[reply]

Please say why these are submittted to the Commissioners. There does not appear to be anything to object to in them.

A J Wall
Sec.
28/5/18

Noted. These were submitted because I cannot read Gaelic. As regards the book of poems, its approval is noted. It was submitted because it was disallowed when the Sinn Feiners were here before – to the best of my belief.

C M Morgan
Gov
30/5/18

The instructions as to their treatment and that they may retain papers &c in their possession was only received today.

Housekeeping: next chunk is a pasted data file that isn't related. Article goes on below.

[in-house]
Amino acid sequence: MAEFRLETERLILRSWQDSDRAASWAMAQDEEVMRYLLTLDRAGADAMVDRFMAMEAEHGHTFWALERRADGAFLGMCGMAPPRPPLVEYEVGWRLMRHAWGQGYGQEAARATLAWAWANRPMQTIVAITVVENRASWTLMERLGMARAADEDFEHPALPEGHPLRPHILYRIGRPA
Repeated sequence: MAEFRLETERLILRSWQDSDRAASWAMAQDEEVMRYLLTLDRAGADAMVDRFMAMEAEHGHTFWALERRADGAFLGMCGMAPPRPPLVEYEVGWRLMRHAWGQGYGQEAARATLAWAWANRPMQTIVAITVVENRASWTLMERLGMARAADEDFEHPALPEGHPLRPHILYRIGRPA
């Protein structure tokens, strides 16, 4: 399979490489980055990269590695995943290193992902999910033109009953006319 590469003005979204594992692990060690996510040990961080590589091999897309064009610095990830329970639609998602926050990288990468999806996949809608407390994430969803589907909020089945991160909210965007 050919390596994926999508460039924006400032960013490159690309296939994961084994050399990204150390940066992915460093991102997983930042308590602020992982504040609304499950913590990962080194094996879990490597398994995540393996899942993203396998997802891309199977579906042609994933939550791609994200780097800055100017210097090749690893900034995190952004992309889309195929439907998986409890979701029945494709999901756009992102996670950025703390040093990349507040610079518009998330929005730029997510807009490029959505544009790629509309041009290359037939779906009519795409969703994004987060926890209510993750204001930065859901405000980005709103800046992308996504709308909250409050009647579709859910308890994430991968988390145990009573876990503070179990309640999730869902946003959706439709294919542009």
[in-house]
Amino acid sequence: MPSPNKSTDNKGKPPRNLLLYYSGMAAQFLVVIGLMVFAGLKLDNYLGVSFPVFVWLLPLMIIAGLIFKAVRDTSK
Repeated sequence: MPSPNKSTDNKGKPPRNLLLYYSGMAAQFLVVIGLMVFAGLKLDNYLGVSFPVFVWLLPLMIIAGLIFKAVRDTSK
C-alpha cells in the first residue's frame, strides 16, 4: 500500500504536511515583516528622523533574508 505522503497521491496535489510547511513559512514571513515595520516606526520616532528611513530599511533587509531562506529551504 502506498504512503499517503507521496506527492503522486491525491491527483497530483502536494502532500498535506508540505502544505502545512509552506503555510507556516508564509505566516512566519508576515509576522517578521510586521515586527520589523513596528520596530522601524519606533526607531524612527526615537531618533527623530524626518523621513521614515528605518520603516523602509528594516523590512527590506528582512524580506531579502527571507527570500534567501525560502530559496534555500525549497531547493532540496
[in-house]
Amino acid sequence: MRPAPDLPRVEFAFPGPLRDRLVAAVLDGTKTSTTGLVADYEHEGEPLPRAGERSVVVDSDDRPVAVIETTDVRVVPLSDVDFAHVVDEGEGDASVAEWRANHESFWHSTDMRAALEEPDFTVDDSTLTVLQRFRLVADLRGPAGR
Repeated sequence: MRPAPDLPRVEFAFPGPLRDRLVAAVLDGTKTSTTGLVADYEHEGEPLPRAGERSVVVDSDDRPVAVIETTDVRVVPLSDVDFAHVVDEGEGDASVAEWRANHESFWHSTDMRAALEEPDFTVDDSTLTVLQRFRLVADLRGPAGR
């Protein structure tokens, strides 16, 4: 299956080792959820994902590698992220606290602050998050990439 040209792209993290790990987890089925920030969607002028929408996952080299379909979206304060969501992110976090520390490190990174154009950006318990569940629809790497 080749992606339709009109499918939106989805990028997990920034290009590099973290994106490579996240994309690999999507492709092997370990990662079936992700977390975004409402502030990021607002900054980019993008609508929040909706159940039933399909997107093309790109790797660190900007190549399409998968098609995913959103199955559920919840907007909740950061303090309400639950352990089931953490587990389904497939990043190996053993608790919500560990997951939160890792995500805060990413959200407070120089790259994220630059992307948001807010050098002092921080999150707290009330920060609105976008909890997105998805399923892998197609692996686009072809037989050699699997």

Reading Prison [Place of Internment] letter book (P/RP1/8/2/1)

Home from the Salonika Front for training in a Cadet Corps

Customers at Sulhamstead Post Office supported a canteen at railway stations for soldiers on the move.

THE WAR

SOLDIERS’ CANTEEN, S.E.R.

The amount in the box held by Mrs Winchcombe at the Post Office for this purpose amounted to 2s 6d.

Sergeant James Price has returned home from the Salonika Front for training in a Cadet Corps. His brother, Corporal Stanley Price, has been sent from India to Egypt, to be trained for a commission in the Royal Air Force.

We regret that Private Amos East has been returned home seriously invalided. Private Enefer is still in hospital in London, suffering from wounds.

Sulhamstead parish magazine, May 1918 (D/EX725/4)